Cartilage Injuries


Articular cartilage is a firm, rubbery material that covers the ends of bones in the knee joint. It reduces friction in the joint and acts as a “shock absorber.” When cartilage becomes damaged or deteriorates, it limits the knee’s normal movement and can cause significant pain. If damaged cartilage is not treated appropriately, it can worsen and eventually require knee replacement surgery.

 It can become damaged as a result of an injury due to sports or accidental injuries, or could be wear and tear – osteoarthritis

Symptoms of cartilage damage

  • joint pain – this may continue even when resting and worsen when you put weight on the joint
  • swelling – this may not develop for a few hours or days
  • stiffness
  • clicking or grinding sensation
  • joint locking, catching, or giving way


Conservative in minor injuries in the form of rest, ice packs, compression dressings, immobilisations for short periods and elevation along with pain killers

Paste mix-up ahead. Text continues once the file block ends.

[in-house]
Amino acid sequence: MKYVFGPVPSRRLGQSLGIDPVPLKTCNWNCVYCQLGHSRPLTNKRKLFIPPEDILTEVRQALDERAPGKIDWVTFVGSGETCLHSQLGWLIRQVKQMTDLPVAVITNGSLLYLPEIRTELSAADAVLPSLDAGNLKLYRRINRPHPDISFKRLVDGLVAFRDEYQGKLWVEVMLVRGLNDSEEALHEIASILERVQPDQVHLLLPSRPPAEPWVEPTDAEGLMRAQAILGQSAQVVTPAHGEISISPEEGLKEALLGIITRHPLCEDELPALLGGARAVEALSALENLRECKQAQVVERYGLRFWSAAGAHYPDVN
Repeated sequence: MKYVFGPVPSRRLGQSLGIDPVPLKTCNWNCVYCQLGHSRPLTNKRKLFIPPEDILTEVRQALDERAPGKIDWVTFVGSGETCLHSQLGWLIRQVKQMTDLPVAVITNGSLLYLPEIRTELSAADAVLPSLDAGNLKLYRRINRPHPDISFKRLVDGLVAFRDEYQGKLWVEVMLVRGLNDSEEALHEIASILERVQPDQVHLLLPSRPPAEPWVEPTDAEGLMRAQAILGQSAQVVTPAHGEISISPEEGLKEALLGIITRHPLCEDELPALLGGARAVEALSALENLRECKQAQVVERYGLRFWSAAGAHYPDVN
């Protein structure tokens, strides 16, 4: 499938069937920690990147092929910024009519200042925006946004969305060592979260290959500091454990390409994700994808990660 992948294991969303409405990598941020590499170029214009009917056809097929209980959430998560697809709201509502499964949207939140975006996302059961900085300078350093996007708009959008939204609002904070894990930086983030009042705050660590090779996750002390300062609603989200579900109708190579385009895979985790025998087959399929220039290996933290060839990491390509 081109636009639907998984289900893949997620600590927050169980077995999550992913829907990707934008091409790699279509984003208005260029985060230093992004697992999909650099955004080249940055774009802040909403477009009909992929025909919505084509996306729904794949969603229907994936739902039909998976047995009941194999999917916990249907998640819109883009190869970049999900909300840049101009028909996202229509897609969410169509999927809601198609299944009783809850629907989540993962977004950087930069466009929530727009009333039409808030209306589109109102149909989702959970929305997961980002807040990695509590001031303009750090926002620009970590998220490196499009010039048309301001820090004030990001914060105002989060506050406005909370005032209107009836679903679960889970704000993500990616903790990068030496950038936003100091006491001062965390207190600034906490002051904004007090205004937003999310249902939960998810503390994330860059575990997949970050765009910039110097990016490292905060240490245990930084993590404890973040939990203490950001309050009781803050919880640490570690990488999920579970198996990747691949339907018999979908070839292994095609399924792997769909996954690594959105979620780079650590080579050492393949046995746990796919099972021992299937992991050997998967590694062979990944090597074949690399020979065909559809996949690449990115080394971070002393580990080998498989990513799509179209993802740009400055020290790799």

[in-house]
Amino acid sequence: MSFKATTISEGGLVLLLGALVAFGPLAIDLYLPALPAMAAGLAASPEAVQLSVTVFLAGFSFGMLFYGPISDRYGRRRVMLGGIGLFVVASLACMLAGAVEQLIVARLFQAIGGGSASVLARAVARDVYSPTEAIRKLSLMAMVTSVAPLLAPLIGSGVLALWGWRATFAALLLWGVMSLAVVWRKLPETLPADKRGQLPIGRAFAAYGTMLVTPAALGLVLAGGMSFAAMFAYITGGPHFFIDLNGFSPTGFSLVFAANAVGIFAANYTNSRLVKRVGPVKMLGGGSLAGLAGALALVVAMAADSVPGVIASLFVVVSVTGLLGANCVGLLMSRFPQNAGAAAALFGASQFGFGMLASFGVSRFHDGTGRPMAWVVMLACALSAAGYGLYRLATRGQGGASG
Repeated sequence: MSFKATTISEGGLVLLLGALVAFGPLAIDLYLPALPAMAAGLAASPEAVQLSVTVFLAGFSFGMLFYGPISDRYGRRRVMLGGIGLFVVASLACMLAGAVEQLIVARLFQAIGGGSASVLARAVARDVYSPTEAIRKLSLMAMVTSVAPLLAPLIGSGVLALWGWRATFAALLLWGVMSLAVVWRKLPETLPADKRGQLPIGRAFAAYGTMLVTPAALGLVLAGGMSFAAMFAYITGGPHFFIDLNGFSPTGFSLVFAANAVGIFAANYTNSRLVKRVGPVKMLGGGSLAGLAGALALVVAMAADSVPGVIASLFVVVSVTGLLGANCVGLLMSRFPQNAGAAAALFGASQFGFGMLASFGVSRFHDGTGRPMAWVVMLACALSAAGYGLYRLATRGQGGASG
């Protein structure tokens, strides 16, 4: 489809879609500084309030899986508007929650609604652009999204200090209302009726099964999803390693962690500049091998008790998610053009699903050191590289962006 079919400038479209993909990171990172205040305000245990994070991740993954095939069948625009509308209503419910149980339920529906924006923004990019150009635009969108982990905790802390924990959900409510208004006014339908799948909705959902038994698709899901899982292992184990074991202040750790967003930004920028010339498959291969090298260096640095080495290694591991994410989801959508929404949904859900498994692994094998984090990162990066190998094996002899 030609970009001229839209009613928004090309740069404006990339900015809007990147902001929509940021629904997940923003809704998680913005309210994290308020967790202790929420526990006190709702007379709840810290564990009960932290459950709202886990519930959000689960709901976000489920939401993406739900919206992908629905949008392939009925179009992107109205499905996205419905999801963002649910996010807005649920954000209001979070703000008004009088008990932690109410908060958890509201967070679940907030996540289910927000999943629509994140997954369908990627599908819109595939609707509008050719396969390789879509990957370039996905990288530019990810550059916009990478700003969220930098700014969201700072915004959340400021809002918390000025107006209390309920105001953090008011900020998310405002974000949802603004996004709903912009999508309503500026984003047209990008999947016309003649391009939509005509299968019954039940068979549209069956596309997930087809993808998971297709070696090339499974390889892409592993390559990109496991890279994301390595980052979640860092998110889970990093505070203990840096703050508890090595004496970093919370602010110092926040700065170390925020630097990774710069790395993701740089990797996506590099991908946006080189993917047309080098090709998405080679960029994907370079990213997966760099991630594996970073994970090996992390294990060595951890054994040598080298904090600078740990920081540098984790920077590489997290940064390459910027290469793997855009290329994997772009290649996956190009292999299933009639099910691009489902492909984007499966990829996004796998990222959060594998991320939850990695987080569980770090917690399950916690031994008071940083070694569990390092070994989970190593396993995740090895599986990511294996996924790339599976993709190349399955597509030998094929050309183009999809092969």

This is followed by aggressive rehabilitation.


  • For larger injuries,
  • Young and active individuals,
  • Failed conservative treatment.

A number of surgical techniques can be used, including:

Surgery is done most often with arthroscope [key hole], and occasionally require larger incisions too.

lavage and debridement [chondroplasty] – the joint is cleaned out to remove any loose tissue, and the edges of the damaged area are trimmed to make them smooth

marrow stimulation [microfracture] – tiny holes are made in the bone beneath the damaged cartilage, which releases bone marrow into it; the marrow cells then begin to stimulate the production of new cartilage

mosaicplasty – small plugs of healthy cartilage from non-weightbearing areas of a joint, such as the side of the knee, are removed and used to replace small areas of damaged cartilage

osteotomy – the alignment of the leg is altered slightly to reduce pressure on the damaged area and improve pain; this usually involves adding or removing a wedge of bone from the shin or thigh bone, and the bone is fixed with a plate until it heals

autologous chondrocyte implantation [ACI] – the surgeon first takes a small sample of cartilage cells from the joint; these are then used to grow more cells in a laboratory and the new cells are used to replace the damaged cartilage

joint replacement – replacing the whole joint with an artificial joint, such as a knee replacement or hip replacement, is occasionally necessary if the damage is particularly severe

Surgical choices will be made by the surgeon depending on the defect size, location, activity levels and age of the patient.